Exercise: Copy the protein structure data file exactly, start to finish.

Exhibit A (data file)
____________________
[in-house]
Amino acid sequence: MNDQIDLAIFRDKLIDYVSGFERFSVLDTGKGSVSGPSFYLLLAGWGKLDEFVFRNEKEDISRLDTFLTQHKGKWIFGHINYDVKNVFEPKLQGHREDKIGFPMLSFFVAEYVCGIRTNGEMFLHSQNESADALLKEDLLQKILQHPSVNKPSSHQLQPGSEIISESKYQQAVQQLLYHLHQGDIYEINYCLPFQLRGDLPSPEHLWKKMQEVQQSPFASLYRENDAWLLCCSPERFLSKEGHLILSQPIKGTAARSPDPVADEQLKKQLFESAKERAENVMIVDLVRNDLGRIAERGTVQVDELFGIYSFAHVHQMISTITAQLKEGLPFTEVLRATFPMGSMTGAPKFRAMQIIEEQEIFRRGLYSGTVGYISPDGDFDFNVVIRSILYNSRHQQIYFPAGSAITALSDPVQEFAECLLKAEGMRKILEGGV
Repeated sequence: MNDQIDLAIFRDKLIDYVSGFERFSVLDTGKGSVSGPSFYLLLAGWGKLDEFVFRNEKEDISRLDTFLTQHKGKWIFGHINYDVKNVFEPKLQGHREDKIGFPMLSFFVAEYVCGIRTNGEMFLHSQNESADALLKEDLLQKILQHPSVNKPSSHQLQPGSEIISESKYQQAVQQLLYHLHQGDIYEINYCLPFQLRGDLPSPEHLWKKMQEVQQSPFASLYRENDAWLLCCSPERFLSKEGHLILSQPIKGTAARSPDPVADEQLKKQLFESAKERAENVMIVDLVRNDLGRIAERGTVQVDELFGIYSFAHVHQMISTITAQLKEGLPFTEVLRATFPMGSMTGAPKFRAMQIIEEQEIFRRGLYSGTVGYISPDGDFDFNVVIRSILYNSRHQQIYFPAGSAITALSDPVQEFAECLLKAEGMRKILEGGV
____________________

[in-house]
Amino acid sequence: MNDQIDLAIFRDKLIDYVSGFERFSVLDTGKGSVSGPSFYLLLAGWGKLDEFVFRNEKEDISRLDTFLTQHKGKWIFGHINYDVKNVFEPKLQGHREDKIGFPMLSFFVAEYVCGIRTNGEMFLHSQNESADALLKEDLLQKILQHPSVNKPSSHQLQPGSEIISESKYQQAVQQLLYHLHQGDIYEINYCLPFQLRGDLPSPEHLWKKMQEVQQSPFASLYRENDAWLLCCSPERFLSKEGHLILSQPIKGTAARSPDPVADEQLKKQLFESAKERAENVMIVDLVRNDLGRIAERGTVQVDELFGIYSFAHVHQMISTITAQLKEGLPFTEVLRATFPMGSMTGAPKFRAMQIIEEQEIFRRGLYSGTVGYISPDGDFDFNVVIRSILYNSRHQQIYFPAGSAITALSDPVQEFAECLLKAEGMRKILEGGV
Repeated sequence: MNDQIDLAIFRDKLIDYVSGFERFSVLDTGKGSVSGPSFYLLLAGWGKLDEFVFRNEKEDISRLDTFLTQHKGKWIFGHINYDVKNVFEPKLQGHREDKIGFPMLSFFVAEYVCGIRTNGEMFLHSQNESADALLKEDLLQKILQHPSVNKPSSHQLQPGSEIISESKYQQAVQQLLYHLHQGDIYEINYCLPFQLRGDLPSPEHLWKKMQEVQQSPFASLYRENDAWLLCCSPERFLSKEGHLILSQPIKGTAARSPDPVADEQLKKQLFESAKERAENVMIVDLVRNDLGRIAERGTVQVDELFGIYSFAHVHQMISTITAQLKEGLPFTEVLRATFPMGSMTGAPKFRAMQIIEEQEIFRRGLYSGTVGYISPDGDFDFNVVIRSILYNSRHQQIYFPAGSAITALSDPVQEFAECLLKAEGMRKILEGGV